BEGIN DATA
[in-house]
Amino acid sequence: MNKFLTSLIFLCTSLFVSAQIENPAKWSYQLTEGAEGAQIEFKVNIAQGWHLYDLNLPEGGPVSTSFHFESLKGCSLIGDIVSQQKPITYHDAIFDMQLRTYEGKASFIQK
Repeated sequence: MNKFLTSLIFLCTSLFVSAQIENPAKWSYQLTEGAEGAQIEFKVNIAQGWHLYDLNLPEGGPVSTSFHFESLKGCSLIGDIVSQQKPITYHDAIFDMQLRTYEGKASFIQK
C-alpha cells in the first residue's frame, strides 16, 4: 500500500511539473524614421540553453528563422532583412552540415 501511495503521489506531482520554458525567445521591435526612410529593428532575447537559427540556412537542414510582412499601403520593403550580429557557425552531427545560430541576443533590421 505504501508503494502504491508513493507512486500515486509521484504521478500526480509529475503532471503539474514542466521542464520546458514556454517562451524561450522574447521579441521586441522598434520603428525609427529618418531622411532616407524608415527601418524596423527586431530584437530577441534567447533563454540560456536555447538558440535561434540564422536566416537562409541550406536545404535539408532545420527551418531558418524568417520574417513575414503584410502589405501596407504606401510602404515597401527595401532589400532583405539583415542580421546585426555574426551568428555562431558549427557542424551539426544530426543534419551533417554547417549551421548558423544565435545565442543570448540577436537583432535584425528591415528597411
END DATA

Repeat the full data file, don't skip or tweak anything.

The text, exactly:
[in-house]
Amino acid sequence: MNKFLTSLIFLCTSLFVSAQIENPAKWSYQLTEGAEGAQIEFKVNIAQGWHLYDLNLPEGGPVSTSFHFESLKGCSLIGDIVSQQKPITYHDAIFDMQLRTYEGKASFIQK
Repeated sequence: MNKFLTSLIFLCTSLFVSAQIENPAKWSYQLTEGAEGAQIEFKVNIAQGWHLYDLNLPEGGPVSTSFHFESLKGCSLIGDIVSQQKPITYHDAIFDMQLRTYEGKASFIQK
C-alpha cells in the first residue's frame, strides 16, 4: 500500500511539473524614421540553453528563422532583412552540415 501511495503521489506531482520554458525567445521591435526612410529593428532575447537559427540556412537542414510582412499601403520593403550580429557557425552531427545560430541576443533590421 505504501508503494502504491508513493507512486500515486509521484504521478500526480509529475503532471503539474514542466521542464520546458514556454517562451524561450522574447521579441521586441522598434520603428525609427529618418531622411532616407524608415527601418524596423527586431530584437530577441534567447533563454540560456536555447538558440535561434540564422536566416537562409541550406536545404535539408532545420527551418531558418524568417520574417513575414503584410502589405501596407504606401510602404515597401527595401532589400532583405539583415542580421546585426555574426551568428555562431558549427557542424551539426544530426543534419551533417554547417549551421548558423544565435545565442543570448540577436537583432535584425528591415528597411